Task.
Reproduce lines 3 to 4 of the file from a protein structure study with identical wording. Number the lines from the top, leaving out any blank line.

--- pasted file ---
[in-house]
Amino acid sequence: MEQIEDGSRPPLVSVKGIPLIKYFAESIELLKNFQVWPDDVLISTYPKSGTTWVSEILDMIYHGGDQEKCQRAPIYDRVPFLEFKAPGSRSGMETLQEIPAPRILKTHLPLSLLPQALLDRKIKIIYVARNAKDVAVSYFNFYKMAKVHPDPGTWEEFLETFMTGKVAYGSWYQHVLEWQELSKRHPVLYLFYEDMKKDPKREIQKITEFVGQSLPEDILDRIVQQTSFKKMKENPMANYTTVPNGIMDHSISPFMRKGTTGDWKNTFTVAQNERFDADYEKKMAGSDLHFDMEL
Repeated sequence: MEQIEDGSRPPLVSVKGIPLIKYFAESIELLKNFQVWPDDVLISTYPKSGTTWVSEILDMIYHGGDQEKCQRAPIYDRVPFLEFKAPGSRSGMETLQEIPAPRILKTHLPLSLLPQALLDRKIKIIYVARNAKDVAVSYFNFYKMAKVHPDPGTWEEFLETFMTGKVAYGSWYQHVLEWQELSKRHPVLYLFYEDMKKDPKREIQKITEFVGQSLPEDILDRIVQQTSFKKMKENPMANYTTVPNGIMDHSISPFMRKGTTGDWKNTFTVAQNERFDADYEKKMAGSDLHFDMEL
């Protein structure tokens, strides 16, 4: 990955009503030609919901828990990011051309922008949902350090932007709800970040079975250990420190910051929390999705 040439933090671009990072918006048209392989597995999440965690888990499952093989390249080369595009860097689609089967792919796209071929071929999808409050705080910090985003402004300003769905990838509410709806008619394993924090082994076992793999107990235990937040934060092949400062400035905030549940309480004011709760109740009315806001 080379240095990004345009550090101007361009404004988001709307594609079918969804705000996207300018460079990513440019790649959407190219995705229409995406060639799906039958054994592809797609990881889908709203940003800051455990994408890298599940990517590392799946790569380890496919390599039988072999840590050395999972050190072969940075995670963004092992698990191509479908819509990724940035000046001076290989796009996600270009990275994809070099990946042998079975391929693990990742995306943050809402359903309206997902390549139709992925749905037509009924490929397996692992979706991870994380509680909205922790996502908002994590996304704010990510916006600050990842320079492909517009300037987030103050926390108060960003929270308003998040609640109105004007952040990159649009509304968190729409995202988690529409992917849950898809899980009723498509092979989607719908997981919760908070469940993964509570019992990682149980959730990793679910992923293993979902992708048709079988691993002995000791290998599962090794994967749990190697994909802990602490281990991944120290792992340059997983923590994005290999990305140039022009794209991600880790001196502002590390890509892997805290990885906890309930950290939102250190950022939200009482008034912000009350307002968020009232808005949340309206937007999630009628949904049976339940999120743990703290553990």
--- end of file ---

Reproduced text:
Repeated sequence: MEQIEDGSRPPLVSVKGIPLIKYFAESIELLKNFQVWPDDVLISTYPKSGTTWVSEILDMIYHGGDQEKCQRAPIYDRVPFLEFKAPGSRSGMETLQEIPAPRILKTHLPLSLLPQALLDRKIKIIYVARNAKDVAVSYFNFYKMAKVHPDPGTWEEFLETFMTGKVAYGSWYQHVLEWQELSKRHPVLYLFYEDMKKDPKREIQKITEFVGQSLPEDILDRIVQQTSFKKMKENPMANYTTVPNGIMDHSISPFMRKGTTGDWKNTFTVAQNERFDADYEKKMAGSDLHFDMEL
């Protein structure tokens, strides 16, 4: 990955009503030609919901828990990011051309922008949902350090932007709800970040079975250990420190910051929390999705 040439933090671009990072918006048209392989597995999440965690888990499952093989390249080369595009860097689609089967792919796209071929071929999808409050705080910090985003402004300003769905990838509410709806008619394993924090082994076992793999107990235990937040934060092949400062400035905030549940309480004011709760109740009315806001 080379240095990004345009550090101007361009404004988001709307594609079918969804705000996207300018460079990513440019790649959407190219995705229409995406060639799906039958054994592809797609990881889908709203940003800051455990994408890298599940990517590392799946790569380890496919390599039988072999840590050395999972050190072969940075995670963004092992698990191509479908819509990724940035000046001076290989796009996600270009990275994809070099990946042998079975391929693990990742995306943050809402359903309206997902390549139709992925749905037509009924490929397996692992979706991870994380509680909205922790996502908002994590996304704010990510916006600050990842320079492909517009300037987030103050926390108060960003929270308003998040609640109105004007952040990159649009509304968190729409995202988690529409992917849950898809899980009723498509092979989607719908997981919760908070469940993964509570019992990682149980959730990793679910992923293993979902992708048709079988691993002995000791290998599962090794994967749990190697994909802990602490281990991944120290792992340059997983923590994005290999990305140039022009794209991600880790001196502002590390890509892997805290990885906890309930950290939102250190950022939200009482008034912000009350307002968020009232808005949340309206937007999630009628949904049976339940999120743990703290553990």